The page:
By Ryan Yousefi
By Chuck Strouse
By Terrence McCoy
By Terrence McCoy
By Terrence McCoy
By Michael E. Miller
By Kyle Munzenrieder
By Michael E. Miller
Breen was Sullivan's undercover partner in a case dubbed "Shockwave." Its chief target was Anthony Accetturo, a New Jersey mob boss then living in Broward County. FBI agents testified during the Sullivan hearings that the bureau believed a restaurateur named Giulio Santillo owed one million dollars in gambling debts to Accetturo. The FBI planned to use Santillo to get to Accetturo.
Breen quickly infiltrated Santillo's D.C. restaurants, while Sullivan, posing as a cocaine dealer, was assigned to Tiberio, a Santillo-owned restaurant in Miami. Breen found Sullivan to be an "amiable, hard-bitten Irishman," according to the book The Insider, which Breen wrote with author Donald Goddard. Breen introduced Sullivan to a Santillo associate named Valentino Mordini, who also "took an immediate shine to [Sullivan]."
Sullivan, who grew a beard and let his hair grow long, was also introduced to Dario Mistri, a restaurant owner and alleged bookie. According to the FBI Sullivan began buying small amounts of cocaine from Mistri and Mordini, transactions which were recorded in the case file. The agent also worked at Mistri's restaurant and helped run the bookmaking operation. Sullivan was quite successful in "tunneling into the Italian network," Goddard wrote.
"Mordini was now begging Billy and Sullivan to take any quantity of uncut cocaine they wanted," according to the authors. "As much as 500 kilos was mentioned, with no money up front. [Mordini's] principal source was [Medellin cocaine cartel kingpin] Carlos Lehder Rivas."
Although Sullivan appeared to be adept at undercover work, he states he was drinking up to 35 beers per night at the time, and, in addition to taking bets, he was betting hundreds of dollars on ball games. He said he wagered both his own cash and FBI money. But records show he was never officially authorized by the bureau to make bets during Shockwave.
"This was my early exposure to gambling," Sullivan told Ryan, adding that he enjoyed the thrill of it. "These guys bet on anything and everything. My drinking also expanded, as I was always out at night and hanging out at all the wrong places for me."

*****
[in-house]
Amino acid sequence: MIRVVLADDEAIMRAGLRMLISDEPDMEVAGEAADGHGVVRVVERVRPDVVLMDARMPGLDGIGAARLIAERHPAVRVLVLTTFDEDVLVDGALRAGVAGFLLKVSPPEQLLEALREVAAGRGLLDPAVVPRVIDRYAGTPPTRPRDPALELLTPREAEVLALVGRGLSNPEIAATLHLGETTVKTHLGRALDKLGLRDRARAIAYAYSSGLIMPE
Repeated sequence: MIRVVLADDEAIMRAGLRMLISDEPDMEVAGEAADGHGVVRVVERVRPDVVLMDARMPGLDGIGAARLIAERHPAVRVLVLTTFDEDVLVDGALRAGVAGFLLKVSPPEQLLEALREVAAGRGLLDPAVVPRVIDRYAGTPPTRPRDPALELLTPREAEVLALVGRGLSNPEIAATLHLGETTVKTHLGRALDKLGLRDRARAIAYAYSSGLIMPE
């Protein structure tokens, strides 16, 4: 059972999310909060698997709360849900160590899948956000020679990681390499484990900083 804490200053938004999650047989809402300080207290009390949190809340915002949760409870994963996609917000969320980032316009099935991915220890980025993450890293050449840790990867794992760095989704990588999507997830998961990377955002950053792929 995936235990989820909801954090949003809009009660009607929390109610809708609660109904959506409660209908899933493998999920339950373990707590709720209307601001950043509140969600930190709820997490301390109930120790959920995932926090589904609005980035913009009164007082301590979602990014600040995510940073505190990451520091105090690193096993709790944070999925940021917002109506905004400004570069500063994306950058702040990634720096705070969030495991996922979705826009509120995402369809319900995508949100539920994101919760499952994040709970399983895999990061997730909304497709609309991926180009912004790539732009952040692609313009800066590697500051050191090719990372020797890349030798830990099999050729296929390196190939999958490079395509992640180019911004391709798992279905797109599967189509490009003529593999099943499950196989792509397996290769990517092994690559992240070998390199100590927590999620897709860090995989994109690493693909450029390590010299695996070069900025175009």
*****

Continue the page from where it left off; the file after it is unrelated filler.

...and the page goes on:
He told psychologist Harley Stock, who testified for the prosecution, that one reason he gambled was that it would seem "peculiar" to his cohorts if he didn't.
The introverted, obedient Sullivan became a party man.
"All he was interested in was drinking and going out and dancing," says Mordini, who now runs an upscale restaurant in Tampa called Donatello's. "He was drinking like a fish. This guy is one after another. He played big shot with Billy Breen."
Former FBI agent Gregg McCrary, now a consultant hired by Sullivan's attorneys as an expert on the bureau, also spent a lot of time in bars working undercover. He says the FBI has "pockets" of alcoholism, and it seems Sullivan was in one of those during the Shockwave case. Sullivan told his psychologists that he met his contact agent at a bar, where they both drank heavily. One of the contact agent's most important duties, meanwhile, was to make sure his undercover agent wasn't drinking too much. Mallett says that the contact agent on the case never exhibited signs of alcoholism. If they drank together during meetings on the case, it was wrong and shouldn't have happened, he says.
Sullivan recalled one standard "counseling" session during the undercover operation, which involved two other agents and occurred over Heinekens. The two other agents now deny that any alcohol was imbibed during the meeting, says special agent Brian Jerome, who investigated Sullivan.
As the drinking increased, Sullivan became more conflicted. He came to like Mordini and Mistri personally, considered them friends, and feared he was entrapping and betraying them. It's called overidentification with targets, and it's a common malady for undercover agents.
"You don't do anything but hang out with these guys," McCrary says. "You get twisted."
At times Sullivan had a "loss of identity, forgetting who he was," says psychiatrist Richard Seely. "[He] was caught, in my estimation, between two families that he idealized in different ways."
Sullivan met Accetturo only once, at a birthday party for the mob boss at Tiberio. Sullivan's testimony about the meeting during an unrelated 1998 trial in New Jersey was captured in a book titled The Boys from New Jersey, by Robert Rudolph. Sullivan told the jury that he kissed Accetturo's hand out of respect. On cross-examination, Accetturo's lawyer asked Sullivan to demonstrate the kiss, which gave the proceedings a humorous twist. Sullivan, playing the part of Accetturo, "resembled a royal princess waiting to be acknowledged," wrote Rudolph. It was humiliating for Sullivan, as the scene was "less like a scene from The Godfather, and more like an episode of The Three Stooges Meet the Mafia," Rudolph surmised.
Seely testified that as a result of the Shockwave case, Sullivan's mental condition became much more serious: "Here he had no supervising entity and probably, as he first began with [Mordini and Mistri], felt that he could join them easily because he was an alcoholic at that point and this assignment involved drinking. He was enabled to become a pathological gambler. But most important, his obsessive-compulsive traits evolved at that point into a borderline personality disorder."